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EA Indie Bundle now available on Steam. What?

Discussion in 'General Gaming' started by ríomhaire, May 3, 2012.

  1. ríomhaire

    ríomhaire Moderator Staff Member


    In news today: The word indie has been robbed of its last ounce of meaning by EA. Stay classy EA.

    Brought to you by EAlife2.net

    Edit: Point of discussion. Considering that indie originally just meant devs that we're backed by a publisher does that mean that Valve or still independent? Or does their Steam distribution service and the fact that they very occasionally act as publishers for other devs (Turtle Rock, Hidden Path) mean that they are now a publisher and therefore not an indie developer?
  2. Edeslash

    Edeslash Party Escort Bot


    That's not how you sell an indie bundle, EA.
  3. Eejit

    Eejit The Freeman

    Indie just means cheap, duh!
  4. Bad^Hat

    Bad^Hat The Freeman

    Incredible savings!

  5. Krynn72

    Krynn72 The Freeman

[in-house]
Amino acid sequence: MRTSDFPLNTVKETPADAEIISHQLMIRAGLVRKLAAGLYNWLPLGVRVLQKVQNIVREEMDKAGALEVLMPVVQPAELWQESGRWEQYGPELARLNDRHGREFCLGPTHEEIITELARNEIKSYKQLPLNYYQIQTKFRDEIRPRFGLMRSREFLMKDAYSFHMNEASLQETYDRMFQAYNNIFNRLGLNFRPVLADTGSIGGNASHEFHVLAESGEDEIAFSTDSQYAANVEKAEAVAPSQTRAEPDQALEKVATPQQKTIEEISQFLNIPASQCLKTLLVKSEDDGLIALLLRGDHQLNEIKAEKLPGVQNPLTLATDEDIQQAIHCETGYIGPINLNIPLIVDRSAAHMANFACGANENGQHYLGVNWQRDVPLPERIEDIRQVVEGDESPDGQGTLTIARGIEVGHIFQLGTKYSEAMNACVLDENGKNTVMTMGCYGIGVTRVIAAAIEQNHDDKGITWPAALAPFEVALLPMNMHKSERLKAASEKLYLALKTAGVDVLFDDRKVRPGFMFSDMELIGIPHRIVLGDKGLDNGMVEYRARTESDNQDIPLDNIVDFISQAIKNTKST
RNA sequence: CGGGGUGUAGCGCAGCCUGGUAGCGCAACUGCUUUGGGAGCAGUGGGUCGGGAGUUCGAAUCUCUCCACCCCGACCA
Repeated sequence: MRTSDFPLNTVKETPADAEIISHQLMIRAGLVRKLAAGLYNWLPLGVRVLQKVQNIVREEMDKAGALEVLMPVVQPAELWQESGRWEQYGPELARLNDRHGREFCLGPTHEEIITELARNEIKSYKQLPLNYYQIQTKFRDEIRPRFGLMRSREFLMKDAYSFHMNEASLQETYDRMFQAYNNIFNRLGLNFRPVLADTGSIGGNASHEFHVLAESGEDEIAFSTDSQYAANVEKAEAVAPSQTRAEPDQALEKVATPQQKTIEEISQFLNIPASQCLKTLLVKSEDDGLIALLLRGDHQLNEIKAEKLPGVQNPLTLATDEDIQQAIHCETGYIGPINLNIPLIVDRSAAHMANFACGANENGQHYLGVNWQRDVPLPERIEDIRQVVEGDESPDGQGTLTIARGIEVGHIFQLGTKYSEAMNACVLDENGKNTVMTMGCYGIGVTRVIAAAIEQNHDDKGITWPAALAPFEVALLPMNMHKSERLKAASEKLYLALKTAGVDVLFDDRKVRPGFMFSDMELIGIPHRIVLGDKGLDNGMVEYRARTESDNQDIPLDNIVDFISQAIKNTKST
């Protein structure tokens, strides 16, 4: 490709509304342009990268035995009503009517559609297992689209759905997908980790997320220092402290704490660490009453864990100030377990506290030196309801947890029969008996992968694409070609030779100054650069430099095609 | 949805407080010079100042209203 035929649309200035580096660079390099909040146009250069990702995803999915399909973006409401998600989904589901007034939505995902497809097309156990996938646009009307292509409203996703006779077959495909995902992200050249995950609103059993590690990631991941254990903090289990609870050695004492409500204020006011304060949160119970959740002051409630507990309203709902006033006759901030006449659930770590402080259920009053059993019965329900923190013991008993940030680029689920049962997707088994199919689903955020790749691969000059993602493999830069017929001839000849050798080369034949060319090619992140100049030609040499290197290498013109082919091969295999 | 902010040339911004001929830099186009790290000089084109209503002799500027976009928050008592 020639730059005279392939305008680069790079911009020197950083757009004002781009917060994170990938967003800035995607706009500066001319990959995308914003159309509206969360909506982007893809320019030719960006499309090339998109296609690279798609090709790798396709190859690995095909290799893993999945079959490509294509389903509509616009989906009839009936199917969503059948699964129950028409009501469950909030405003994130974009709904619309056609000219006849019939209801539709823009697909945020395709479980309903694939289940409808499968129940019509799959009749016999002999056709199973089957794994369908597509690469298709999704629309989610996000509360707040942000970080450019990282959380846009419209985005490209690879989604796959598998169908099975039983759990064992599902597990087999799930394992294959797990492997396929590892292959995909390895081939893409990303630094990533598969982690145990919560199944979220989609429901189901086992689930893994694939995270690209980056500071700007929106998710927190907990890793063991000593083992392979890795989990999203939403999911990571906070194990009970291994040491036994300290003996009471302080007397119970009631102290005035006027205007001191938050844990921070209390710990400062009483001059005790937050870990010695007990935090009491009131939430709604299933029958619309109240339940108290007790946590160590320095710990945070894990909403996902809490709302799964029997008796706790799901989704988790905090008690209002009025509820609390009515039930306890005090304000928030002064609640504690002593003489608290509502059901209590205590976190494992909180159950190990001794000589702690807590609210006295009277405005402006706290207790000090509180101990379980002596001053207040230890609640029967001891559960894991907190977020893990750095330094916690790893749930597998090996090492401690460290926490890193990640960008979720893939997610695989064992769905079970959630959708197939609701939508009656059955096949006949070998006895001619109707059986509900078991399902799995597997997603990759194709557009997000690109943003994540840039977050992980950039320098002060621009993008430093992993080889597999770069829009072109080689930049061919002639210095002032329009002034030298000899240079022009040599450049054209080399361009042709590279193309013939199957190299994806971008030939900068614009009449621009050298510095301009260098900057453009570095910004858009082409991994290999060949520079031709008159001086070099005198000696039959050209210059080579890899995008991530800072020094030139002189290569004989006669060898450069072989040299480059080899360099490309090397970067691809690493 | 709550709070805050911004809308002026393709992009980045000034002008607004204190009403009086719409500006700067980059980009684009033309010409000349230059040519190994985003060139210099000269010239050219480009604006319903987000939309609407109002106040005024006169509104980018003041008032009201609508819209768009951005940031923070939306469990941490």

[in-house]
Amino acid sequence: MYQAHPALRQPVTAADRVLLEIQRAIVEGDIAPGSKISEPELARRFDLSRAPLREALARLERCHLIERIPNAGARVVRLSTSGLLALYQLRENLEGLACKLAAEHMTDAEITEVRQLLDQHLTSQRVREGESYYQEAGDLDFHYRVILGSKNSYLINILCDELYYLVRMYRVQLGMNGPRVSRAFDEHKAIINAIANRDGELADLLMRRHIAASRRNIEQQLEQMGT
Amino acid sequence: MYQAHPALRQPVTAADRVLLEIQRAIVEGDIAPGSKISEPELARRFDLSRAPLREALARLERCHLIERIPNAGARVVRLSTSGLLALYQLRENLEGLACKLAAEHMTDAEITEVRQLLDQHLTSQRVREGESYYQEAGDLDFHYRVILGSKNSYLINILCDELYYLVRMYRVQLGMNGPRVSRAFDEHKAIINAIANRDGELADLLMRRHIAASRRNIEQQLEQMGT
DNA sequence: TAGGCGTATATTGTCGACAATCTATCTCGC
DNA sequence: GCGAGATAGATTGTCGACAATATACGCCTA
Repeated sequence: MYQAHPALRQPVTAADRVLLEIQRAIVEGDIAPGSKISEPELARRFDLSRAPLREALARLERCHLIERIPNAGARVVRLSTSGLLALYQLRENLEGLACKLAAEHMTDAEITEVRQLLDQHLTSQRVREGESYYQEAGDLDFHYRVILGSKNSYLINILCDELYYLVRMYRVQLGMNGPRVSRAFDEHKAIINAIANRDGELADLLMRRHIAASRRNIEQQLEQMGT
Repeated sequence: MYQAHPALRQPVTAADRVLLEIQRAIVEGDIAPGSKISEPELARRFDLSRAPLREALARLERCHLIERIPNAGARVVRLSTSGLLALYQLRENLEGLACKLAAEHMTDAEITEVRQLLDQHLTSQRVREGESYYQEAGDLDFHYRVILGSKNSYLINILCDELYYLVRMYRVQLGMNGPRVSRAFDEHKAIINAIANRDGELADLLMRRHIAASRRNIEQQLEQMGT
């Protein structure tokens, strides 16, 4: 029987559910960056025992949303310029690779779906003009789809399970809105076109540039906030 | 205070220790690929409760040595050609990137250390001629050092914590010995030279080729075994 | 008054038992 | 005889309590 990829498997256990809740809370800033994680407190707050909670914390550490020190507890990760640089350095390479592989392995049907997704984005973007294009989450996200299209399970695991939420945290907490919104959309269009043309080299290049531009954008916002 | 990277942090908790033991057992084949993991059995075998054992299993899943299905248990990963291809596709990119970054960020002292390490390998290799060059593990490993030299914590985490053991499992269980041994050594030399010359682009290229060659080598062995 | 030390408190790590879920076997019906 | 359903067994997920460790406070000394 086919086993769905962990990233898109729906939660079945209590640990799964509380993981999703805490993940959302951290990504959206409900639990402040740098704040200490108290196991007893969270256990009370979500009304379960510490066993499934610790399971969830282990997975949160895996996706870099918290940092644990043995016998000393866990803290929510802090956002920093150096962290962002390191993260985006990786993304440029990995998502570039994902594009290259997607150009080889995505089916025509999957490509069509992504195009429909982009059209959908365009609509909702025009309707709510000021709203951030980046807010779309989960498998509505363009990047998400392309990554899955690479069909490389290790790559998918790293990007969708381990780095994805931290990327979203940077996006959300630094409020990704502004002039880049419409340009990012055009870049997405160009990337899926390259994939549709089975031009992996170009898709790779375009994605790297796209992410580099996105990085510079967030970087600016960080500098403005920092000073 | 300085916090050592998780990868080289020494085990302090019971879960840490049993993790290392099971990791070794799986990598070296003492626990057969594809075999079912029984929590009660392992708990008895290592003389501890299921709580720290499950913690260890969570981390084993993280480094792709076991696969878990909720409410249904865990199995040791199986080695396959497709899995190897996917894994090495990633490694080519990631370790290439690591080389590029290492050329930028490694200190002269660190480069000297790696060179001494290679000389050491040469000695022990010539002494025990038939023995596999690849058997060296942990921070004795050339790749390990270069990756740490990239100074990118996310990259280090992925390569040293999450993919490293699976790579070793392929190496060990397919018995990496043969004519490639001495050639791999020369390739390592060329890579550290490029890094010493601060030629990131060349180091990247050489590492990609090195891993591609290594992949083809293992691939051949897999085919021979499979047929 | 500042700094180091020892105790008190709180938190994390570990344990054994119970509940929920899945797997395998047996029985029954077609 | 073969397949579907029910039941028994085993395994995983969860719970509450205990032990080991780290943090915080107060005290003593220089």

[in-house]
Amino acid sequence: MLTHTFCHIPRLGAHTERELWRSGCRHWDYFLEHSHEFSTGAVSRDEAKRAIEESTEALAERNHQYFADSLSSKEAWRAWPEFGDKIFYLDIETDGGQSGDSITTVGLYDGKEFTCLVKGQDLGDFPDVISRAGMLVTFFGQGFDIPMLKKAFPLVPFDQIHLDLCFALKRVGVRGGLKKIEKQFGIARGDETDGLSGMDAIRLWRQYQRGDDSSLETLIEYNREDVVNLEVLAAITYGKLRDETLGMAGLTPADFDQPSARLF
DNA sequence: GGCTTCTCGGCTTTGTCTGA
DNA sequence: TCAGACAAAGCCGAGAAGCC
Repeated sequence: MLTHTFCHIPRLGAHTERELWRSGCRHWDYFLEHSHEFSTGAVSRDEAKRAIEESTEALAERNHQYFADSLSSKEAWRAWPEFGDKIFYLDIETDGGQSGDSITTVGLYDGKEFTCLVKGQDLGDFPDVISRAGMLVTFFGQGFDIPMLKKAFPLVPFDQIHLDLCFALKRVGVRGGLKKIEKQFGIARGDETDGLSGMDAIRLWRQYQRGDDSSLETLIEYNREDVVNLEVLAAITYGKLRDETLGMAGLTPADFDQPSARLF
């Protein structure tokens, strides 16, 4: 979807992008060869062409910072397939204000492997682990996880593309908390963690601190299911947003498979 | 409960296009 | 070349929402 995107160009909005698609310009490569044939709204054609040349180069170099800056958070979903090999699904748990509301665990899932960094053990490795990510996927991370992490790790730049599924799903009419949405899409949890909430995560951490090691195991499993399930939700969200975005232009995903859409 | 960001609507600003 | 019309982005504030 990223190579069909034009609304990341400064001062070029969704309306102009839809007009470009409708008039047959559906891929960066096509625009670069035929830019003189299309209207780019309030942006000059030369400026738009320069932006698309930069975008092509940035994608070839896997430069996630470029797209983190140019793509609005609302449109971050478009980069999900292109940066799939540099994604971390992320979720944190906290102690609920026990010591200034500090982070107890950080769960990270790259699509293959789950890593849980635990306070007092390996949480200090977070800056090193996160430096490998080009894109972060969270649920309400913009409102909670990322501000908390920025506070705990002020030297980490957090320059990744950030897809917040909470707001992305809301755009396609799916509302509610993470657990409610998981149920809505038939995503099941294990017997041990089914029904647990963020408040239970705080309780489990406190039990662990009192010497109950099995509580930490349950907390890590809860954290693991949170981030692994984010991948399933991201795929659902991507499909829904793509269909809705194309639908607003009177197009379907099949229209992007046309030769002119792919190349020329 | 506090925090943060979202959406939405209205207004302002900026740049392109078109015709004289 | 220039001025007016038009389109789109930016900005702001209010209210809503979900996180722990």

I read this like six times and I still dont know what you're asking.

    Indie has always meant independently owned. Valve is an indie developer, because they're not owned by anybody. Same with Epic Games. This "indie culture" has corrupted that definition to make people think it means non-blockbuster games made by small, poorly financed teams.
  6. ríomhaire

    ríomhaire Moderator Staff Member

    I always took independent to mean not owned or backed by a publisher. Eg, Ninendo are not owned by another publisher but they are a publisher themselves so they aren't considered "indie". I'm saying that being a publisher and being an indie dev are mutually exclusive and asking the question: Do we consider Valve a publisher or not?
  7. Lobster

    Lobster The Freeman

    The term "Publisher" can mean different things to different people. Technically speaking, anyone who sells games can be a publisher, whether it be a giant like EA, a digital store like Steam, or just some guy with a PayPal link.

    The big giants have a negative stigma because they have such massive control over the developers they have obtained. Often cancelling projects that they don't see as financially viable or shutting down studios entirely. They are seen by many as evil ogres who eat franchises and crush creative innovation.

    The term Indie became popularised because it implied that a game could be made without such interference, essentially sticking it to the man. The problem now though, is that there are so many different kinds of developer operating under the 'Indie' label, that the lines have become hugely blurred.